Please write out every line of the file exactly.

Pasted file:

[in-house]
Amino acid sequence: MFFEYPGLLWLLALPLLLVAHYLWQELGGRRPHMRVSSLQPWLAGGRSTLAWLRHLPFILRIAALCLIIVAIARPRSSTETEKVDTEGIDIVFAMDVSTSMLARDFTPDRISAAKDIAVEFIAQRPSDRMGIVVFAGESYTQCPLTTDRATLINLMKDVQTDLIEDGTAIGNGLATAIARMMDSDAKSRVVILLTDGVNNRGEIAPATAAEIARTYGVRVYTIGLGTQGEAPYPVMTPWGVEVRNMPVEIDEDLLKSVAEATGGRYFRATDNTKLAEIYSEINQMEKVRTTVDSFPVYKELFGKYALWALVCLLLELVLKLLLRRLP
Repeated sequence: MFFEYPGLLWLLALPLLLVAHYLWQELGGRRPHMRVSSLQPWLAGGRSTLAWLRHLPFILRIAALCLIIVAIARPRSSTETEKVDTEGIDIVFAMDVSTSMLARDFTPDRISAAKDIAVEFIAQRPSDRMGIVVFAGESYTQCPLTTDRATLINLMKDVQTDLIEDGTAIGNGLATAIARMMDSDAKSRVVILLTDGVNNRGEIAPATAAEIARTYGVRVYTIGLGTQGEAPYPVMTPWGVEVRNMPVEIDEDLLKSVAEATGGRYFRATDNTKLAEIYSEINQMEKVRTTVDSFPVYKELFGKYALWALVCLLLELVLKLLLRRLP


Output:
[in-house]
Amino acid sequence: MFFEYPGLLWLLALPLLLVAHYLWQELGGRRPHMRVSSLQPWLAGGRSTLAWLRHLPFILRIAALCLIIVAIARPRSSTETEKVDTEGIDIVFAMDVSTSMLARDFTPDRISAAKDIAVEFIAQRPSDRMGIVVFAGESYTQCPLTTDRATLINLMKDVQTDLIEDGTAIGNGLATAIARMMDSDAKSRVVILLTDGVNNRGEIAPATAAEIARTYGVRVYTIGLGTQGEAPYPVMTPWGVEVRNMPVEIDEDLLKSVAEATGGRYFRATDNTKLAEIYSEINQMEKVRTTVDSFPVYKELFGKYALWALVCLLLELVLKLLLRRLP
Repeated sequence: MFFEYPGLLWLLALPLLLVAHYLWQELGGRRPHMRVSSLQPWLAGGRSTLAWLRHLPFILRIAALCLIIVAIARPRSSTETEKVDTEGIDIVFAMDVSTSMLARDFTPDRISAAKDIAVEFIAQRPSDRMGIVVFAGESYTQCPLTTDRATLINLMKDVQTDLIEDGTAIGNGLATAIARMMDSDAKSRVVILLTDGVNNRGEIAPATAAEIARTYGVRVYTIGLGTQGEAPYPVMTPWGVEVRNMPVEIDEDLLKSVAEATGGRYFRATDNTKLAEIYSEINQMEKVRTTVDSFPVYKELFGKYALWALVCLLLELVLKLLLRRLP